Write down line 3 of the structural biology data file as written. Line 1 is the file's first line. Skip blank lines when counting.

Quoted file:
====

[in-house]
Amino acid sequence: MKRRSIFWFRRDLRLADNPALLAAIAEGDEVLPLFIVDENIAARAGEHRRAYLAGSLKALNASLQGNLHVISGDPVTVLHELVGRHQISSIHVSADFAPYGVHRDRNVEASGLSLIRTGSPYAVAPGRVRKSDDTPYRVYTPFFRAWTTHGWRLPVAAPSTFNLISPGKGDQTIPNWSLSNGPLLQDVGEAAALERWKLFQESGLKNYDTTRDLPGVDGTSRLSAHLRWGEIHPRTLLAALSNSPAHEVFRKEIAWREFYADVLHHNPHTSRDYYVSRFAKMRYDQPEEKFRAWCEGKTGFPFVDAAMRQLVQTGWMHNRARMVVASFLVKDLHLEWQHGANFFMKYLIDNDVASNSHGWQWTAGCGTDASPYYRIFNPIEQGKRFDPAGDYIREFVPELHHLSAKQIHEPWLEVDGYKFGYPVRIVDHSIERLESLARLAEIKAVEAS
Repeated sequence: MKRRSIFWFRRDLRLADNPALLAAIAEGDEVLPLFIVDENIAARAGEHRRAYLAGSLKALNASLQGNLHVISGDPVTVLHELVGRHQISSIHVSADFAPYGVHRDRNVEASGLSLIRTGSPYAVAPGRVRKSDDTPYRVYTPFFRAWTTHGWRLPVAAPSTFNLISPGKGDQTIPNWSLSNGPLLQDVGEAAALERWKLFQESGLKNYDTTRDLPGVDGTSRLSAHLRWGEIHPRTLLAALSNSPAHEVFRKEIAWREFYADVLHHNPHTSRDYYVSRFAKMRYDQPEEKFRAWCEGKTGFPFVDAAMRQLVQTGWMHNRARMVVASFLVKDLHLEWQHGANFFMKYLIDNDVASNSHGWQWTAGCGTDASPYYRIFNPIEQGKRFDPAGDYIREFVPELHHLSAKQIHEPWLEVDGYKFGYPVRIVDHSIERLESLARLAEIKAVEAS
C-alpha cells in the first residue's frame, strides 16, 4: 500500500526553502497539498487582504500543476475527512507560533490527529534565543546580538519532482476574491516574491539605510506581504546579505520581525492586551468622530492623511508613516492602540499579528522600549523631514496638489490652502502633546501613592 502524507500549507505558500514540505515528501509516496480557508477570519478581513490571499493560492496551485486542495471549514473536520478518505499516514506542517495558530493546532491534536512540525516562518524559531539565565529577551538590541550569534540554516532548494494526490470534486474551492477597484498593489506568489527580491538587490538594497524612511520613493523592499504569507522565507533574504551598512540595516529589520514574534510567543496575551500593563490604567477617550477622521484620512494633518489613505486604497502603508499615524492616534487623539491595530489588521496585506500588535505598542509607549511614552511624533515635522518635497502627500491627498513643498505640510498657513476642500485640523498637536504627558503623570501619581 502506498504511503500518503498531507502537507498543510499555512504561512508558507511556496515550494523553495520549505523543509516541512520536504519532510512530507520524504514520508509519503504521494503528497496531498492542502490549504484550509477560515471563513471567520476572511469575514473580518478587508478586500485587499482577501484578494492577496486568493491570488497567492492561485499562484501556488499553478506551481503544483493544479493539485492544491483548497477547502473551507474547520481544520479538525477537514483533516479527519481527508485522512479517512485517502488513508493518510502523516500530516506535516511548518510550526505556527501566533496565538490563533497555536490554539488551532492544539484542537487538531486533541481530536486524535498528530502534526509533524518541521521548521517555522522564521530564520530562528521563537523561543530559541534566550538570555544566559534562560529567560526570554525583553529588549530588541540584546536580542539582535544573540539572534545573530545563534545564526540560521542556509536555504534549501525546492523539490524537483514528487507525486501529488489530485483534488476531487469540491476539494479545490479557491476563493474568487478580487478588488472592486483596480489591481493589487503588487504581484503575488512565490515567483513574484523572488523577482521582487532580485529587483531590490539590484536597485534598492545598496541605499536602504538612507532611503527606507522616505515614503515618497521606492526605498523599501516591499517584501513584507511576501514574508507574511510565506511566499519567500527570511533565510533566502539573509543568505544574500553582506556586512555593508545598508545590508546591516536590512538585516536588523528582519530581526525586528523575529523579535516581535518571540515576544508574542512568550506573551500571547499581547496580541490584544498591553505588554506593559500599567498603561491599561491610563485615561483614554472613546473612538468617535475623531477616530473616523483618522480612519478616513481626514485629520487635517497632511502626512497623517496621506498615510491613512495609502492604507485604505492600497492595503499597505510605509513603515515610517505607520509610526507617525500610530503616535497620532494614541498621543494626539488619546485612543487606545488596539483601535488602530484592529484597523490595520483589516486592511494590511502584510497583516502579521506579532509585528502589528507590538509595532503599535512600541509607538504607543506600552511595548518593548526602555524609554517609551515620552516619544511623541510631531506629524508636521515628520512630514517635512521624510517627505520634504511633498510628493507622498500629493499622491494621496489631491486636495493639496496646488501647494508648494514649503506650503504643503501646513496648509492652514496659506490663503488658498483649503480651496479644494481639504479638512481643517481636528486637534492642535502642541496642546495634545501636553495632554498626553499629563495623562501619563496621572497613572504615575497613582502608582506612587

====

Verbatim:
Repeated sequence: MKRRSIFWFRRDLRLADNPALLAAIAEGDEVLPLFIVDENIAARAGEHRRAYLAGSLKALNASLQGNLHVISGDPVTVLHELVGRHQISSIHVSADFAPYGVHRDRNVEASGLSLIRTGSPYAVAPGRVRKSDDTPYRVYTPFFRAWTTHGWRLPVAAPSTFNLISPGKGDQTIPNWSLSNGPLLQDVGEAAALERWKLFQESGLKNYDTTRDLPGVDGTSRLSAHLRWGEIHPRTLLAALSNSPAHEVFRKEIAWREFYADVLHHNPHTSRDYYVSRFAKMRYDQPEEKFRAWCEGKTGFPFVDAAMRQLVQTGWMHNRARMVVASFLVKDLHLEWQHGANFFMKYLIDNDVASNSHGWQWTAGCGTDASPYYRIFNPIEQGKRFDPAGDYIREFVPELHHLSAKQIHEPWLEVDGYKFGYPVRIVDHSIERLESLARLAEIKAVEAS